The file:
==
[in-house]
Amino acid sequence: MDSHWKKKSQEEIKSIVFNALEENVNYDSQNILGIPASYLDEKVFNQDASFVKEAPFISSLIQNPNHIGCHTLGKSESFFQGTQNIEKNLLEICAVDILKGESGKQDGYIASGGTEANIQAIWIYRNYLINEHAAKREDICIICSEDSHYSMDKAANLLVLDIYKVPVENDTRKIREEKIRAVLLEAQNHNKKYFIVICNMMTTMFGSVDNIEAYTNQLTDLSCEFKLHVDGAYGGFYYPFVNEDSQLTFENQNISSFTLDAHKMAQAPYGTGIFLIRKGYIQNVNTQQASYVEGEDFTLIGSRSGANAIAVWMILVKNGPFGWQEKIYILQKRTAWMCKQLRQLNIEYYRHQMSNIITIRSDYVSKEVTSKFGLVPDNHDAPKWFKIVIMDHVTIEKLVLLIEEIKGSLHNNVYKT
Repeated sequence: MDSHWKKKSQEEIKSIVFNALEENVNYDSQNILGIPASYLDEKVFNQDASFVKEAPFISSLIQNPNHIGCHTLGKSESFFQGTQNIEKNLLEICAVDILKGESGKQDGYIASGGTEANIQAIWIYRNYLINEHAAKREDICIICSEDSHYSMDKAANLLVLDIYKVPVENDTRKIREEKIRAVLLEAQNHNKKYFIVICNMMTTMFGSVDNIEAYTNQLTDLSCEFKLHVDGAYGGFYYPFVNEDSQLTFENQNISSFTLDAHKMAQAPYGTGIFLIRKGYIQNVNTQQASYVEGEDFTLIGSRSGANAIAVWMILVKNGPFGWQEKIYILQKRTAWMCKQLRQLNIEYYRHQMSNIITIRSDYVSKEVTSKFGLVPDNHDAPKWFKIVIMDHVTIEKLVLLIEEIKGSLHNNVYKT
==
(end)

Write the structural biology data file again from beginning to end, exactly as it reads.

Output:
[in-house]
Amino acid sequence: MDSHWKKKSQEEIKSIVFNALEENVNYDSQNILGIPASYLDEKVFNQDASFVKEAPFISSLIQNPNHIGCHTLGKSESFFQGTQNIEKNLLEICAVDILKGESGKQDGYIASGGTEANIQAIWIYRNYLINEHAAKREDICIICSEDSHYSMDKAANLLVLDIYKVPVENDTRKIREEKIRAVLLEAQNHNKKYFIVICNMMTTMFGSVDNIEAYTNQLTDLSCEFKLHVDGAYGGFYYPFVNEDSQLTFENQNISSFTLDAHKMAQAPYGTGIFLIRKGYIQNVNTQQASYVEGEDFTLIGSRSGANAIAVWMILVKNGPFGWQEKIYILQKRTAWMCKQLRQLNIEYYRHQMSNIITIRSDYVSKEVTSKFGLVPDNHDAPKWFKIVIMDHVTIEKLVLLIEEIKGSLHNNVYKT
Repeated sequence: MDSHWKKKSQEEIKSIVFNALEENVNYDSQNILGIPASYLDEKVFNQDASFVKEAPFISSLIQNPNHIGCHTLGKSESFFQGTQNIEKNLLEICAVDILKGESGKQDGYIASGGTEANIQAIWIYRNYLINEHAAKREDICIICSEDSHYSMDKAANLLVLDIYKVPVENDTRKIREEKIRAVLLEAQNHNKKYFIVICNMMTTMFGSVDNIEAYTNQLTDLSCEFKLHVDGAYGGFYYPFVNEDSQLTFENQNISSFTLDAHKMAQAPYGTGIFLIRKGYIQNVNTQQASYVEGEDFTLIGSRSGANAIAVWMILVKNGPFGWQEKIYILQKRTAWMCKQLRQLNIEYYRHQMSNIITIRSDYVSKEVTSKFGLVPDNHDAPKWFKIVIMDHVTIEKLVLLIEEIKGSLHNNVYKT